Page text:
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Saturday June 30th 2018Tim Candler9

 

    "I am I and my circumstances."  Life, existence, from birth until death, whatever you want to call it, Ortega Gasset suggested was a drama on the one side of which was necessity and on the other side was freedom. Ortega was a philosopher and a psychologist. He lived through the first part of the 20th Century, he died in his homeland of Spain in 1955. I guess in a way, for Ortega reality was the sum of all human knowledge and experience, an ecology rich with magic and opportunity. There's always debate of course, but outside the drawing room, I would argue that by 'freedom' Ortega was thinking more in terms of 'possibilities' and as everyone knows 'possibilities' are pretty much limited to the point of being absent when men and women become entrenched in an idea that cannot be challenged. Ortega was a Liberal thinker, a shining light to a bunch of Spanish Poets who either died in jail or were forced into exile by Franco's Fascists. And his view of science was a cold shower for those of us who seek salvation from it, he thought it useful but shallow, a fast food jingle in its grasp of the complexities of existence, his word back then was mediocre or ordinary.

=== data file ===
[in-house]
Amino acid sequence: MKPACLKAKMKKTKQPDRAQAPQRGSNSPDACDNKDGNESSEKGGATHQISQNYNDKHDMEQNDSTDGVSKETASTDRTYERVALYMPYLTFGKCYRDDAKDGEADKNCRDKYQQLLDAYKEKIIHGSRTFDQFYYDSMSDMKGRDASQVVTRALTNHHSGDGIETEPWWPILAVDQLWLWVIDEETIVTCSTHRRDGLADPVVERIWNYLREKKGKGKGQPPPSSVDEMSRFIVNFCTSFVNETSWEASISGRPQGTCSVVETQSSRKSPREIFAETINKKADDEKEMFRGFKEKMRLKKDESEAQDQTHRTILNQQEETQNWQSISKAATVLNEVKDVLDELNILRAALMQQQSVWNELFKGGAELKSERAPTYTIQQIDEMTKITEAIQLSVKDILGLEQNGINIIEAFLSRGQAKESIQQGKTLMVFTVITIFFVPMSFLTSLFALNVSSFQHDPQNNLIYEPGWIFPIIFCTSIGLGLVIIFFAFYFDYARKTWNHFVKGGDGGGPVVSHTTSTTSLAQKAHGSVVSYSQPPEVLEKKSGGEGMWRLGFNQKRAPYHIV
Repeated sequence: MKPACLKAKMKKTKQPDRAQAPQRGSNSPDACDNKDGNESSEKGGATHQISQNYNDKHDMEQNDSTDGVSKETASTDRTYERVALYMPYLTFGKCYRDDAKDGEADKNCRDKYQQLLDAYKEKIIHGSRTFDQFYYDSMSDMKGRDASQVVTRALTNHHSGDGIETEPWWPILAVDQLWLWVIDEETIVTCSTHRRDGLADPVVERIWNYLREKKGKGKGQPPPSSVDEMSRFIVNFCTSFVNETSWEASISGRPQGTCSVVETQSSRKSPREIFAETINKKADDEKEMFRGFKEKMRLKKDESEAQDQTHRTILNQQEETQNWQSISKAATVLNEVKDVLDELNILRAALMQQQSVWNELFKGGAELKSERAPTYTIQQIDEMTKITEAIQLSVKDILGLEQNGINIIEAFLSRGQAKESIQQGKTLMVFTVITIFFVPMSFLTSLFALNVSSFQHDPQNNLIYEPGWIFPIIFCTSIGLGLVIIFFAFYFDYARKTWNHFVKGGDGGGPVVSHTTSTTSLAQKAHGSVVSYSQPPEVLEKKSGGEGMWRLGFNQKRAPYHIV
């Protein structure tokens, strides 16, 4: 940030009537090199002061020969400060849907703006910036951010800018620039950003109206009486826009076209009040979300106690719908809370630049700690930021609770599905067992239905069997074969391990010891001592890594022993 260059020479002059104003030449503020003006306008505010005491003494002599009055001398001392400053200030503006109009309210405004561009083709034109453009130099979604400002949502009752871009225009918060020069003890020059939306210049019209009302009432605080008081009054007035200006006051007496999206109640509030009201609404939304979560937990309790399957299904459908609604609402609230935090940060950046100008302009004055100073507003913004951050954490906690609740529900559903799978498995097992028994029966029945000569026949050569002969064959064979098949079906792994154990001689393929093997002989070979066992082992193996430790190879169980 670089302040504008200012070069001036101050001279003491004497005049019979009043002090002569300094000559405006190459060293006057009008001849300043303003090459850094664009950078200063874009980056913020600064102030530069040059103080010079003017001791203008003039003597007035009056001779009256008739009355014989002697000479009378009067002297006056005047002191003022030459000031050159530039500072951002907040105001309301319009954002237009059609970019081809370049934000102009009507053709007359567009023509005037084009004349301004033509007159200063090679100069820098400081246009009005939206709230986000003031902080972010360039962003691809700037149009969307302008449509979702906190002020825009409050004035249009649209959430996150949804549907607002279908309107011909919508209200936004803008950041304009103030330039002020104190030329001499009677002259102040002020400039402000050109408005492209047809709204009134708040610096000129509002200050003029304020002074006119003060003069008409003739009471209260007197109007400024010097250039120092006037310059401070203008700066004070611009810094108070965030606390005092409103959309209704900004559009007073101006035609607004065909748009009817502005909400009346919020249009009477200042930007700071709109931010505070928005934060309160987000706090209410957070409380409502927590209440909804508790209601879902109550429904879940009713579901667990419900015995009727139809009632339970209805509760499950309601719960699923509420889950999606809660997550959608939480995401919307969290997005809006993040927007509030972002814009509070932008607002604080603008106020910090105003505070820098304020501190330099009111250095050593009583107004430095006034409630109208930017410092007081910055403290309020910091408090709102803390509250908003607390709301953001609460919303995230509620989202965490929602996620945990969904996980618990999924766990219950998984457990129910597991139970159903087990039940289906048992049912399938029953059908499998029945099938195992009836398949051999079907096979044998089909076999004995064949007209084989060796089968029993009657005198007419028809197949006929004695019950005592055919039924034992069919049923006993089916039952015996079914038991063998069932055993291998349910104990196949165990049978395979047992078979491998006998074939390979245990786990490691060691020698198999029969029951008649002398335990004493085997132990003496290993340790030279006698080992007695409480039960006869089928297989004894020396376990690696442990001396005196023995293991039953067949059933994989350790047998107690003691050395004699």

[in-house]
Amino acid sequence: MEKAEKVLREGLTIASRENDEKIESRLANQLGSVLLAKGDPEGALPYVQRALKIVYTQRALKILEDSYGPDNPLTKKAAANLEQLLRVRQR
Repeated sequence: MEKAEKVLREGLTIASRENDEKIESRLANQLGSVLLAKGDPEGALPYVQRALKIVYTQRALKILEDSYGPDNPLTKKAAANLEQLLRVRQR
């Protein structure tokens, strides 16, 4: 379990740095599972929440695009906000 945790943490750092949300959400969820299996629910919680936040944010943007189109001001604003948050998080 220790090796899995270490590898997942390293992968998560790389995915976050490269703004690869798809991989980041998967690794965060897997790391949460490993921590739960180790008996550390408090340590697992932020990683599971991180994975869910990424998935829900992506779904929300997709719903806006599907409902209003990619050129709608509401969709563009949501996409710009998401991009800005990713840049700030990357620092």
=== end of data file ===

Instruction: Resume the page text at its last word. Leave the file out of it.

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    In his 1929 book, Ortega argued that Liberal was an extraordinary and truly remarkable form of generosity in which the majority gives rights to minorities. This determination to share existence with an enemy, even when the enemy was weaker, was so supremely noble and against nature that it was no wonder that we people often did our very best to totally get rid of Liberal. It wasn't elites, it wasn't aristocracy or any of the ocracies, it was a discipline of mind toward "I am I and my circumstances" that preserved the splendor of Liberal. Ortega's book was called Revolt of the Masses. The masses, no matter whose masses they were, crush everything, he suggested. Their banner "To be different is to be indecent."  Ortega's point about the masses was simple: they get their way through violence, so if you're interested in the wealth of possibilities avoid letting the masses get their hands on the state. Classically enough both the temporal Ayn Rand and spiritual Gandhi were influenced by Ortega's writing. Not long afterwards Europe was engulfed by violent attempts to obliterate differences. Nowadays the smooth talkers prefer to quote the Uruguayan, Eduard Galeano, global soccer's preeminent man of letters - "History never says goodbye, rather it says, see you later."

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